Hard times hit Italy's precious Carrara marble finishers

Click to follow
The Independent Online

Carrara marble, the stuff of Michelangelo's David and a symbol of Italian luxury, has run into hard times amid the world financial crisis and growing competition from abroad.

"The finishing of marble and other materials such as granite is in a very deep crisis," said Marco Tonelli, a city official in Carrara, the Tuscan home of the famous white and blue-grey stone.

"China, as well as India and Brazil, have invested in tools to work marble and granite, and now they are finishing it locally instead of sending it to Carrara as they used to," said Roberto Dell'Amico, who owns a workshop in Carrara that his father opened 45 years ago.

"Twenty or 30 years ago, most marble or granite produced in the world was finished in Carrara, but today that is no longer the case," said Dell'Amico, who employs 13 men, down from 18 a decade ago.

Exports of finished marble products declined by 16 percent, and that of granite by 27 percent in terms of turnover in 2009 compared with 2008, experts say, while unions say some 2,000 jobs have been lost in recent years.

Brazil, a major producer of granite, cuts its own blocks at much more competitive prices and exports them directly.

"We should export our know-how, because even if we will never be able to compete with the Chinese in simple cutting of marble we can still rival them in finishing thanks to our artisans who often work the material by hand," Dell'Amico said.

"There's no school for learning this skill," said Alvise Lazzareschi, 52, the descendant of a noble Tuscan family whose ancestors have extracted marble for five centuries.

"You learn it when you are little, when Dad comes home and starts cursing a rock that cracked in the wrong place," he said.

Lazzareschi also noted the dangers of marble-cutting, an all-male domain.

Few have not lost family members in the quarries, despite strengthened safety norms through the years.

"We can't work if it's too cold, or if it's too hot, or if there's too much rain or wind. We work between 160 and 170 days a year," said Franco Petacchi, 50.

"I have 24 employees, all men. It's a difficult skill, and dangerous. You won't find a woman in a quarry," said Petacchi, pointing to a statue of his uncle, who died in a mining accident.

-- "The world will end before Carrara marble runs out" --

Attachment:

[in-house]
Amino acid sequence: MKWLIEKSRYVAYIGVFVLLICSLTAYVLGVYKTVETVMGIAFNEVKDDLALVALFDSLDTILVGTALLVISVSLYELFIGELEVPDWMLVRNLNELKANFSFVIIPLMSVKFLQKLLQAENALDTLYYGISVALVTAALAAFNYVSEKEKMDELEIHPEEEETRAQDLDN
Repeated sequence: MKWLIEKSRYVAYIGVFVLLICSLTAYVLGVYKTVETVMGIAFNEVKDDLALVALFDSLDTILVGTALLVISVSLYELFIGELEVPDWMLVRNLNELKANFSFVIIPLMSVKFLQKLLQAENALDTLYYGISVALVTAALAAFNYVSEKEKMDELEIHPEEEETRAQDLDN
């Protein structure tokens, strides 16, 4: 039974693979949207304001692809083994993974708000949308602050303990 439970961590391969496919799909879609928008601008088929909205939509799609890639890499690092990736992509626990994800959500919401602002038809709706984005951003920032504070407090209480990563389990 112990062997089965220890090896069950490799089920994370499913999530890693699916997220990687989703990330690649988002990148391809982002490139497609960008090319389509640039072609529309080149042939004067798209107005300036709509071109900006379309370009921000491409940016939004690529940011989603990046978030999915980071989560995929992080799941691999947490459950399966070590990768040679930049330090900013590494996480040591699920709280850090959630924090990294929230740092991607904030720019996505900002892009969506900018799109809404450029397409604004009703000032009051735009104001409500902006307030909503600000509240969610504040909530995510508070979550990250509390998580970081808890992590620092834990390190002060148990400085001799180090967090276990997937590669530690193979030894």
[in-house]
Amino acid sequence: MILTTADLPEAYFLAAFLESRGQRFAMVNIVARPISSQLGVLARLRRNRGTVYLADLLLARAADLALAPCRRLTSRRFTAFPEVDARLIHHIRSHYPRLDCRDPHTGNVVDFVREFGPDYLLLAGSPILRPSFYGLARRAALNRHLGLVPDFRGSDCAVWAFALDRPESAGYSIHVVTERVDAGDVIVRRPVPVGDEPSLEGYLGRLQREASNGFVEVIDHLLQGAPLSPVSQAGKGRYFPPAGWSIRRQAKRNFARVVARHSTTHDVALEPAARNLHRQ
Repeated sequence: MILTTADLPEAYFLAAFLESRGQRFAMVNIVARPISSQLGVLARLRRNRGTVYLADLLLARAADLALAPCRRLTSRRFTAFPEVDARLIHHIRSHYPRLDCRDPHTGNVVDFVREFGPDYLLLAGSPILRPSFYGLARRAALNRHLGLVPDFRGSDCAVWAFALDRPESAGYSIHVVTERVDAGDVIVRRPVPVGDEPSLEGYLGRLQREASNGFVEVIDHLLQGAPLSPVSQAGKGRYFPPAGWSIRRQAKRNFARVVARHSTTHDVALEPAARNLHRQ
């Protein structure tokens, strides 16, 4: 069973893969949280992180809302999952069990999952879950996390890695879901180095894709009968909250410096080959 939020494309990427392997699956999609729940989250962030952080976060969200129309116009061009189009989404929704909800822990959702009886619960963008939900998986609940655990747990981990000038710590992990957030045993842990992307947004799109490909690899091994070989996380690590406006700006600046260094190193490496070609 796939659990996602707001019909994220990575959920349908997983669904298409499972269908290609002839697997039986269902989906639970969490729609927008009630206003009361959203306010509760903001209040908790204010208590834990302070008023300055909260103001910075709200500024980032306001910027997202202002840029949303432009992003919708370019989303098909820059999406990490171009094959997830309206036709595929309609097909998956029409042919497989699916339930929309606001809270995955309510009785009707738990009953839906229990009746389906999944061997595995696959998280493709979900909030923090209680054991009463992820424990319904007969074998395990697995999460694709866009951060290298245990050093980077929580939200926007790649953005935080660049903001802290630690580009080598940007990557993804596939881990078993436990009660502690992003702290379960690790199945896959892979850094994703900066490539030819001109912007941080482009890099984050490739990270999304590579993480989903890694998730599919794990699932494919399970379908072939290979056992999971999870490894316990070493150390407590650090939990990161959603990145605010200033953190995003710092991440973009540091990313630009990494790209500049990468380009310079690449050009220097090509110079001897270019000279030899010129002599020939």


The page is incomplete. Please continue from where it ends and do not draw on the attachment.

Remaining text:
Petacchi's grandfather was a quarry foreman, while his father had a concession, which he took over.

The town earns some 15 million euros (20 million dollars) a year in taxes and concessions.

While demand for cutting and finishing is down, extraction continues apace at a rate of about one million tonnes of marble per year.

The supply appears limitless, leading Lazzareschi to remark with confidence: "The world will end before Carrara marble runs out."

Another expert, Antonio Chiappini, said that the activity had little waste.

"Marble is like a pig. You don't throw anything away, from the noble product, to the earth which is used for backfill, to the debris used to make calcium carbonate," used in the food and cosmetic industries, Chiappini said.

"I have no problems with the Chinese or others copying me," said Alberto Devoti, who runs cutting and finishing operations. "I simply have to stay ahead of the game by always offering something new (so that) those who copy will always come in second."

Despite the help of high-tech equipment - digitised machinery and high-pressure waterjet cutting machines - Devoti says it is the artisan who makes the difference.

"The top of this marble column required two weeks of work by hand, using a chisel and sandpaper, to obtain the desired result," Devoti said, caressing the ornate piece.

Devoti's two brothers and his son work also for the family business that has won lucrative contracts overseas, such as cladding a mosque in Oman with marble.

They have also come up with innovative products such as thin, undulating marble plaques decorated with copies of Dutch painter Piet Mondrian's geometric creations.

But with the financial crisis and competition biting into revenues, the sector "needs the help of the political world to promote products, fund research and spur banks to support small companies," Devoti said.

Marble finishers "suffer from their small size and their isolation, and they have been unable to join forces," Tonelli said.

"All in all, these companies have been unable to cope with the end of their near-monopoly on finishing marble and granite," he said.